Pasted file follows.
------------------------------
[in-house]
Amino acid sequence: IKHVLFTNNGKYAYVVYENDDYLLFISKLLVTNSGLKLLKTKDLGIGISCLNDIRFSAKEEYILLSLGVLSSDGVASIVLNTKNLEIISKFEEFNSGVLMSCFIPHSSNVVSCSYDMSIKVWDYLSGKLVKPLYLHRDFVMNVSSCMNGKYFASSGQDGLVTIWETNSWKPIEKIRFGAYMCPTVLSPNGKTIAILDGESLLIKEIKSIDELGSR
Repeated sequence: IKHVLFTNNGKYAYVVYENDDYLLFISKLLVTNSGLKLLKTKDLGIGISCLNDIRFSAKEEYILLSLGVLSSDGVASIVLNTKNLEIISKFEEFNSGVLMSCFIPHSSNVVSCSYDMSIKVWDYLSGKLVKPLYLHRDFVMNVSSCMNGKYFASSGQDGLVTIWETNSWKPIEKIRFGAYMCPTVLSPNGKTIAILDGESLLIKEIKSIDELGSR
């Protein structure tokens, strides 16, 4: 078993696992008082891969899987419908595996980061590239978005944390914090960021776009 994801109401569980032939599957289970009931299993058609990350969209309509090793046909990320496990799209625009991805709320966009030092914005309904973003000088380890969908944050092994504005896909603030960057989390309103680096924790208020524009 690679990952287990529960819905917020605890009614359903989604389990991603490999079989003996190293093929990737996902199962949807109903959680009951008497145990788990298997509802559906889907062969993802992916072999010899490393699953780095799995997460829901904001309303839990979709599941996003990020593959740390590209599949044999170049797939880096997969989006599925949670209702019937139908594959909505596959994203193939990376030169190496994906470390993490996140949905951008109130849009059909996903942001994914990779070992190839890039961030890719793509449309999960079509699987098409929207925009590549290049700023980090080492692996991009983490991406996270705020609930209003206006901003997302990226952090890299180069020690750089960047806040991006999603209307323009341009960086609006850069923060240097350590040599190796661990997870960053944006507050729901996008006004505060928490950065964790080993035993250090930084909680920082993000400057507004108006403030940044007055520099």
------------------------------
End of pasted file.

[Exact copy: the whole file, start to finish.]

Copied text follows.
[in-house]
Amino acid sequence: IKHVLFTNNGKYAYVVYENDDYLLFISKLLVTNSGLKLLKTKDLGIGISCLNDIRFSAKEEYILLSLGVLSSDGVASIVLNTKNLEIISKFEEFNSGVLMSCFIPHSSNVVSCSYDMSIKVWDYLSGKLVKPLYLHRDFVMNVSSCMNGKYFASSGQDGLVTIWETNSWKPIEKIRFGAYMCPTVLSPNGKTIAILDGESLLIKEIKSIDELGSR
Repeated sequence: IKHVLFTNNGKYAYVVYENDDYLLFISKLLVTNSGLKLLKTKDLGIGISCLNDIRFSAKEEYILLSLGVLSSDGVASIVLNTKNLEIISKFEEFNSGVLMSCFIPHSSNVVSCSYDMSIKVWDYLSGKLVKPLYLHRDFVMNVSSCMNGKYFASSGQDGLVTIWETNSWKPIEKIRFGAYMCPTVLSPNGKTIAILDGESLLIKEIKSIDELGSR
């Protein structure tokens, strides 16, 4: 078993696992008082891969899987419908595996980061590239978005944390914090960021776009 994801109401569980032939599957289970009931299993058609990350969209309509090793046909990320496990799209625009991805709320966009030092914005309904973003000088380890969908944050092994504005896909603030960057989390309103680096924790208020524009 690679990952287990529960819905917020605890009614359903989604389990991603490999079989003996190293093929990737996902199962949807109903959680009951008497145990788990298997509802559906889907062969993802992916072999010899490393699953780095799995997460829901904001309303839990979709599941996003990020593959740390590209599949044999170049797939880096997969989006599925949670209702019937139908594959909505596959994203193939990376030169190496994906470390993490996140949905951008109130849009059909996903942001994914990779070992190839890039961030890719793509449309999960079509699987098409929207925009590549290049700023980090080492692996991009983490991406996270705020609930209003206006901003997302990226952090890299180069020690750089960047806040991006999603209307323009341009960086609006850069923060240097350590040599190796661990997870960053944006507050729901996008006004505060928490950065964790080993035993250090930084909680920082993000400057507004108006403030940044007055520099």